Life as an Expat, Living in Korea

Getting Cold Feet

tumblr_nfb7535Tbv1sp1jbao1_500Leaving behind everything that is safe and familiar to move across the world is a big decision, not to be made lightly. The list of pros and cons can seem endless, but it’s important to consider them all so you can make the right choice for yourself. After all, there’s only one thing worse than getting cold feet after you’ve already taken the plunge…and that is…actually getting cold feet!

Yes, I’m talking about the literal temperature of my tender tootsies. My feet. As I write this post, sitting at my paper-strewn desk, I’m wearing four layers on top (a t-shirt, dress shirt, wool sweater and fall jacket shell) and have laid my winter coat across my lap like a blanket. Ninety percent of me is tolerably warm. But that other ten percent, my feet, are on the verge of numbness.

It may come as a shock to you, bearing in mind that Korea is one of the most high-tech countries in the world, that Koreans don’t believe in the use of modern heating and cooling technology. It did to me. In the summer, when outdoor temperatures soar into the 80’s and beyond, there’s no escaping the swealtering heat and humidity–even indoors. I had heard about this oddity before leaving, so I had prepared myself as best I could to sweat out the last weeks of summer and early fall. But nobody told me the same held true for winter!

funny-pictures-penguin-does-not-have-happy-feet-but-rather-cold-onesWhether the building is new or old, central heating stays off more than it stays on. At my school, which was probably built in the 1960’s, there not one breeze of warmth to be found in the hallways. No joke, I can see my breath as I walk through the corridor. The offices and classrooms each have their own thermostat, but usually the teacher or someone only turns it on for 15 minutes at a time before switching it off again. It’s at that point that the students’ faces sink a little bit and they let out a groan, slumping back in their seats, their puffy winter coats (which they wear all. day. long.) rustling and swooshing.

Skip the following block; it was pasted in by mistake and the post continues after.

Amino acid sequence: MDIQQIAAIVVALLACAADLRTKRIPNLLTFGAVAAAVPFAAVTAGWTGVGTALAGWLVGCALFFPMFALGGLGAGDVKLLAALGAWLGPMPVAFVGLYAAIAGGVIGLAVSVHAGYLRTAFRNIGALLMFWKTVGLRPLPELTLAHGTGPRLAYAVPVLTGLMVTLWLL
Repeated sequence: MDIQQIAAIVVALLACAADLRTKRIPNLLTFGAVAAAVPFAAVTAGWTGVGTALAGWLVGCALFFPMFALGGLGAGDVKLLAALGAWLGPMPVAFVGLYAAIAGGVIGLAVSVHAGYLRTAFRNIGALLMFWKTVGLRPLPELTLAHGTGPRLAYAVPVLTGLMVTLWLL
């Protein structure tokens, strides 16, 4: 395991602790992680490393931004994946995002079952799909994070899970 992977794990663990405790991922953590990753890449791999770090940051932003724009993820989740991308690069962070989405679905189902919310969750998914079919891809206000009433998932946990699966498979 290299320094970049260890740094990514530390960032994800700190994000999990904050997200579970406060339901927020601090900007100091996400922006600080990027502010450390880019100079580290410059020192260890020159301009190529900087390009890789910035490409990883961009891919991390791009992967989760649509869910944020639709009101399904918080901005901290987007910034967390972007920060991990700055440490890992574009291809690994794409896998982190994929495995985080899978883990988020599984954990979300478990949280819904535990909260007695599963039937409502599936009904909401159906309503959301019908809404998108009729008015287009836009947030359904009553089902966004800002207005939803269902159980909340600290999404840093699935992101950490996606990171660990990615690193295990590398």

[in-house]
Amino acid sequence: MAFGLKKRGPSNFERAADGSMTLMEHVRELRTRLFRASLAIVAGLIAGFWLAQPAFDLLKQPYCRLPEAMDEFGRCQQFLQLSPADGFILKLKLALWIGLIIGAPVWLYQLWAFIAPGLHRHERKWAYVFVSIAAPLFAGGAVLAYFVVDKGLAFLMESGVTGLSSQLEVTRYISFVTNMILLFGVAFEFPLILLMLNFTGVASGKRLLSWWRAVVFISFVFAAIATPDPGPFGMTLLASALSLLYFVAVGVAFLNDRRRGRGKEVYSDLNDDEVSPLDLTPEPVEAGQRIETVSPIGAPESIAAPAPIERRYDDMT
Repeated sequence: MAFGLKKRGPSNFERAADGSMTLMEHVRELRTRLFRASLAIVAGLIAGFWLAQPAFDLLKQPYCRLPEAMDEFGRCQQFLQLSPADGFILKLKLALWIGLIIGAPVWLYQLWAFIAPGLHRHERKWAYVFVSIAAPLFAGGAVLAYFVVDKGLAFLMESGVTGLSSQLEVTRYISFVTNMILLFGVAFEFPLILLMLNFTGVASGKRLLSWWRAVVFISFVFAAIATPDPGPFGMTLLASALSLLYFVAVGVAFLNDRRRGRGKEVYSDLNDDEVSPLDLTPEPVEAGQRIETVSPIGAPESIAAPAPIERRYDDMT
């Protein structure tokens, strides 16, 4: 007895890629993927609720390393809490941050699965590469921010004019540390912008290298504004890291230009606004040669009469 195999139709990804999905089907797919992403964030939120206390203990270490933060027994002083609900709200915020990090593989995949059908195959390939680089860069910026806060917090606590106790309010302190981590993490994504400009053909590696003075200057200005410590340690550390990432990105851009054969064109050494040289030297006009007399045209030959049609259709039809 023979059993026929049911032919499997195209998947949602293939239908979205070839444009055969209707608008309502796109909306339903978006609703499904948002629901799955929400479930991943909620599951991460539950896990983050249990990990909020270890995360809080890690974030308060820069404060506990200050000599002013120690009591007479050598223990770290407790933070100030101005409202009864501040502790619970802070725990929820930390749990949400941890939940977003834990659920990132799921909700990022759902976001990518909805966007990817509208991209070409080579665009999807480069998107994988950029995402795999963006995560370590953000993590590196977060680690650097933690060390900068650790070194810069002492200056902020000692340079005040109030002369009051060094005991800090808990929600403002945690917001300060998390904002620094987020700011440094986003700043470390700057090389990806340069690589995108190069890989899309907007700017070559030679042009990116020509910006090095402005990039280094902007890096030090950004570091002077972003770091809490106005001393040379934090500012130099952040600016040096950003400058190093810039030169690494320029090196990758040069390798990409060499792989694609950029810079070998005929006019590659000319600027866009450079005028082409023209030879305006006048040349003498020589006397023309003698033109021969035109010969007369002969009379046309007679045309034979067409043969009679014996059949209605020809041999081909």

Perhaps most flabbergasting of all, though, is when they leave the windows open. Not just cracked. Open. At least one-third to half way! And yeah, I know, there’s not a lot of ventilation in the building so I guess it’s the only way to prevent the rooms from getting super stuffy. But come on! It’s WINTER! The students are cold. The teachers are cold. Everyone’s cold! No one likes sitting on a toilet seat that’s the same temperature as a block of ice. And everyone would appreciate being able to bend their arms at the lunch table, which they would be able to do if they weren’t wearing 5 layers. Just sayin’. New furnace systems, Korea. Think about ’em.

But alas, such are the wintery ways of Korea. Getting cold feet is a natural part of making any big decision. And for English teachers here, it’s a literal part of daily life as well.

 

 

 

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Discussion

4 thoughts on “Getting Cold Feet

  1. I’ll be sure and remember this story the next time I consider teaching an ESL class overseas! Thanks for sharing, very humorous!

    Like

    Posted by billclaxton | December 14, 2014, 11:23 PM
  2. Is your apartment heating controlled by the building, or can you control the heating in your apartment? If you control it, then you should be able to heat it to your liking. Or, buy a floor heater from one of the major department stores. Electricity is cheap enough.

    Like

    Posted by Steve | December 16, 2014, 8:25 AM

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